The 16th AD is heavily Democratic.  Forty-one percent of the voters are registered Democrats, 28 percent are Republicans, and 26 percent are not registered with any political party.  The district has a smattering of Libertarians. 

The district’s demographics are 64 percent white, 20 percent Asian, 11 percent Latino, and three percent black.  The rest of the residents fall into other ethnic categories. 

In 2016, 64 percent of the district’s voters picked Hillary Clinton for president.  Seventy-two percent voted for Kamala Harris for U.S. senator.  Both women are Democrats. 

In 2014, Ms. Baker first ran for the Assembly and won.  She was re-elected in 2016.  She is heavily favored to win in 2018. 

So how did Catharine Baker win an assembly seat in a district that is so heavily Democratic? 

The short answer is that she has paid attention to the issues that concern 16th AD voters.  She also worked hard at staying in touch with constituents. 

Ms. Baker is not a typical Republican.  She is not a polarizing figure and likes to work with any assembly member, regardless of party or ideology.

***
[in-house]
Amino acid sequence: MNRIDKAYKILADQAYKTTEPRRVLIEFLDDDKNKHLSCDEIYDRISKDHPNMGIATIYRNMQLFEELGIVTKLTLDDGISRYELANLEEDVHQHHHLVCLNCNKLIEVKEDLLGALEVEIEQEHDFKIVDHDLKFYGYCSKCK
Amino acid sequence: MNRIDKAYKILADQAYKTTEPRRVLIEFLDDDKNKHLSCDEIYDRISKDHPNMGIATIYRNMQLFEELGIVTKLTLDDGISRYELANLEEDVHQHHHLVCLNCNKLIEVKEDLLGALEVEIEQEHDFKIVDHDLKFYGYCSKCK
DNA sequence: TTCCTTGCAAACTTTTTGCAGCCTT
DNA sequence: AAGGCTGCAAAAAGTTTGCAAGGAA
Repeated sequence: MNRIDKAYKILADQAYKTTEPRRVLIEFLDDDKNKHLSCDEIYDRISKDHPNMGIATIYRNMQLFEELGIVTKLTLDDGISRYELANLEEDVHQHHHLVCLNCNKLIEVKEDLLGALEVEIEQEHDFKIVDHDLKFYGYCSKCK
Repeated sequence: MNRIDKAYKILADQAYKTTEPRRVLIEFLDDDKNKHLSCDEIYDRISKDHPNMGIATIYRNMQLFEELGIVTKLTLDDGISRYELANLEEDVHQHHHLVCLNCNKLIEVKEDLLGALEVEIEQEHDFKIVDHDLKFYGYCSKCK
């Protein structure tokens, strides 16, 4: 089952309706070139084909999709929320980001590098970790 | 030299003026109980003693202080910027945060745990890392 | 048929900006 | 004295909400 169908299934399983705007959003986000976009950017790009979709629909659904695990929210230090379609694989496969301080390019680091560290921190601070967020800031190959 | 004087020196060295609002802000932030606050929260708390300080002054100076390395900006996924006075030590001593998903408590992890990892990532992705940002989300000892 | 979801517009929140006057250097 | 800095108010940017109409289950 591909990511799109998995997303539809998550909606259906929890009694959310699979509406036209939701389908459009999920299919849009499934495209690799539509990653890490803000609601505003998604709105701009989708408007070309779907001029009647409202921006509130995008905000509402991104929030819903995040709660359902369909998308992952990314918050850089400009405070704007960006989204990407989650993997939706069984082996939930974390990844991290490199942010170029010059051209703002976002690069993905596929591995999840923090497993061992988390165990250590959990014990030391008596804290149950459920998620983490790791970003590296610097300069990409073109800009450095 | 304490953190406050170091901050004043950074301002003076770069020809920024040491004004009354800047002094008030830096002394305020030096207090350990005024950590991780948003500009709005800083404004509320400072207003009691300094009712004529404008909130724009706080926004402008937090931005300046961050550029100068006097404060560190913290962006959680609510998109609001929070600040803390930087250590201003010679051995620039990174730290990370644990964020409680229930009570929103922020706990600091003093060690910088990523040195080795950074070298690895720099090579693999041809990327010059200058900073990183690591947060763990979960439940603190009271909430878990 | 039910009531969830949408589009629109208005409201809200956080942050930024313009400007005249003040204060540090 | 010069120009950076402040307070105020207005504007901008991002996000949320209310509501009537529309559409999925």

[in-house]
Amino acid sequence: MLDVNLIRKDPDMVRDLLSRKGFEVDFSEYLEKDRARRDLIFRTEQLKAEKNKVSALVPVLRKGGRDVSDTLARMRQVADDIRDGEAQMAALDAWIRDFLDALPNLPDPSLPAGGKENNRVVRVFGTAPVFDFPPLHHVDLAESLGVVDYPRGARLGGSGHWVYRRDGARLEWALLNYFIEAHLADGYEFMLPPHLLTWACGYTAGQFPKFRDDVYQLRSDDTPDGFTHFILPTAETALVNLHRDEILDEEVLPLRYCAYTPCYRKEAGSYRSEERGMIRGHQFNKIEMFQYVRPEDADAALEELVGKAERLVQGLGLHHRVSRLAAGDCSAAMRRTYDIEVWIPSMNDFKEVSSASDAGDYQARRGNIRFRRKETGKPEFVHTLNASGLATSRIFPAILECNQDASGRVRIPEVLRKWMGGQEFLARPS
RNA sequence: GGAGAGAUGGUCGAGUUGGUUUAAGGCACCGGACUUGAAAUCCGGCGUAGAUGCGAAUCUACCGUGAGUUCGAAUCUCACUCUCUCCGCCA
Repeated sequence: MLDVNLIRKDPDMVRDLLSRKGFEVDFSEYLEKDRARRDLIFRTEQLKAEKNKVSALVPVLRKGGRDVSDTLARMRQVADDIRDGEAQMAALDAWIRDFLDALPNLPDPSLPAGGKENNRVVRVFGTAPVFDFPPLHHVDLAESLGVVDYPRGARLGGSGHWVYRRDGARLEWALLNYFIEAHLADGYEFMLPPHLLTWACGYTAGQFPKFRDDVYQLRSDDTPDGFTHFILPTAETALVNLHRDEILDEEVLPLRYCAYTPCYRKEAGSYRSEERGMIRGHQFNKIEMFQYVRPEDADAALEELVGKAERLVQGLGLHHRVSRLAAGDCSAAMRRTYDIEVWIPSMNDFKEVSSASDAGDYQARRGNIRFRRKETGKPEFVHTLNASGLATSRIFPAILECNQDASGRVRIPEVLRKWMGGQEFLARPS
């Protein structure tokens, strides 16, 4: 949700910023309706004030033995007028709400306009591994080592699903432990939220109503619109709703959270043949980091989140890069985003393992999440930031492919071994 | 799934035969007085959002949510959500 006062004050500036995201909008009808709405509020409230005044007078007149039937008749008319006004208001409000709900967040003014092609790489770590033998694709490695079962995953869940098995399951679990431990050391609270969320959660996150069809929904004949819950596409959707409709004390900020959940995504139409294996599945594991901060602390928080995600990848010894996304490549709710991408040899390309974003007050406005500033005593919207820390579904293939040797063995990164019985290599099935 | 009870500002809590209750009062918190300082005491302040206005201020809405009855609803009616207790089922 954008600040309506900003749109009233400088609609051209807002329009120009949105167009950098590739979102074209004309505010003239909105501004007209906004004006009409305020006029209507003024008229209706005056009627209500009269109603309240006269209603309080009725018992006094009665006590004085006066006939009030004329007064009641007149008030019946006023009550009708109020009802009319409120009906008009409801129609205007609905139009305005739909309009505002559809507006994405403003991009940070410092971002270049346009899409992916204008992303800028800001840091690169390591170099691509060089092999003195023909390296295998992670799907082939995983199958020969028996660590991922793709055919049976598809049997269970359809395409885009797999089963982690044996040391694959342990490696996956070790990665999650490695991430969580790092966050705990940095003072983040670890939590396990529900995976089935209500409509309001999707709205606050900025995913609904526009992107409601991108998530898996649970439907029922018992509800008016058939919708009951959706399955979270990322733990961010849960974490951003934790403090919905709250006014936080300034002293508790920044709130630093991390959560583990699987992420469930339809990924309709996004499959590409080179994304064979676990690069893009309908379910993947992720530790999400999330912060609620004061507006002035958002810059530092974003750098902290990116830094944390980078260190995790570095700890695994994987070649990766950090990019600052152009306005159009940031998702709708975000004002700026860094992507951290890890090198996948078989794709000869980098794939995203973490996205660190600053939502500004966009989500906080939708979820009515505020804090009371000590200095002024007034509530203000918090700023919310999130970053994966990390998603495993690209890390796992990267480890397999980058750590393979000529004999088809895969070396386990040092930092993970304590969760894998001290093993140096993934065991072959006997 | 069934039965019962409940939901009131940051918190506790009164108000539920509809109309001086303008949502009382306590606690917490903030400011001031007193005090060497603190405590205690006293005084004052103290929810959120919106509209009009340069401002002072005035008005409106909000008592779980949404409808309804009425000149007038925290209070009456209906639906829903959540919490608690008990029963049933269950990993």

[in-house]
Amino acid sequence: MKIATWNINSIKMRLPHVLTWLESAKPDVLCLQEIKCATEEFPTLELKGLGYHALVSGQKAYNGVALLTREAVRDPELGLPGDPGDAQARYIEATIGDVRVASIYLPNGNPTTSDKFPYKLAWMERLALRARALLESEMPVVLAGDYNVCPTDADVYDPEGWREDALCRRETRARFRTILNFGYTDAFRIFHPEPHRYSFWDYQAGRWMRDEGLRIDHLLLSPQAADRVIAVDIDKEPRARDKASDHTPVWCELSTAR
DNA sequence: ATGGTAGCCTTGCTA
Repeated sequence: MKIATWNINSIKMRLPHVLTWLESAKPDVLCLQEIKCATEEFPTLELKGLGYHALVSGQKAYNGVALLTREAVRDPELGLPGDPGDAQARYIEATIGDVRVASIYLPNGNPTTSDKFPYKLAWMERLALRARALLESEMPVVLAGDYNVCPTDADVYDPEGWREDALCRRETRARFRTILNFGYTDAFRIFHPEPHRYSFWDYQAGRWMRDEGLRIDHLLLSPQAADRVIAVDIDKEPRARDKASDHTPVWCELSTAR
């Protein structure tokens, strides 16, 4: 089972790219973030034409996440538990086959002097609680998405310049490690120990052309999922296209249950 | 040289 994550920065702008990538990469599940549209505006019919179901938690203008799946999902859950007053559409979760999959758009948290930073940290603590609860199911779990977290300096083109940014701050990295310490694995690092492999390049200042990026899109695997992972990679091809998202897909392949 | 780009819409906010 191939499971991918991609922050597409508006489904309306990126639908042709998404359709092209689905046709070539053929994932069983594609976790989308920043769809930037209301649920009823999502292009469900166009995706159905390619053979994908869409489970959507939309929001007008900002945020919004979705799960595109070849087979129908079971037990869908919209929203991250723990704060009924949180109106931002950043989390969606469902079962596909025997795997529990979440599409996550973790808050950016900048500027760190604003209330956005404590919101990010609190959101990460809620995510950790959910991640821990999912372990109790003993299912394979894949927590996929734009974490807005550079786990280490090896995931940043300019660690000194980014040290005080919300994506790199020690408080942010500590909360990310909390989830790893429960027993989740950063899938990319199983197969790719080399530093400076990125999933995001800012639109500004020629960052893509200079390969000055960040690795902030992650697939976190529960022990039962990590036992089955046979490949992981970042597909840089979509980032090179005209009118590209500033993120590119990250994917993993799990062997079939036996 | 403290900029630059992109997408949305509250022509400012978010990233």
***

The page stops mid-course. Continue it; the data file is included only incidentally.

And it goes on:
Ms. Baker frequently holds town-hall meetings, most of which are heavily attended.  She is not afraid to answer questions — especially tough questions — from audience members. 

In a recent direct-mail piece to residents in her district, Ms. Baker displayed a picture of and quotation from Gov. Jerry Brown.  Mr. Brown said, “Catherine Baker is the kind of independent leader we need in Sacramento.  She has worked across party lines to fight climate change while protecting California’s economy.” 

In another direct-mail piece, Ms. Baker said she is “pro-choice and pro-equal pay.”  She also stated that she is “pro-environment” and “pro-gun control.” 

On specific issues, Ms. Baker’s voting record is similar to that of a Bill Clinton Democrat.  She voted for the Equal Pay Act.  She voted for bills protecting a women’s decision to have an abortion.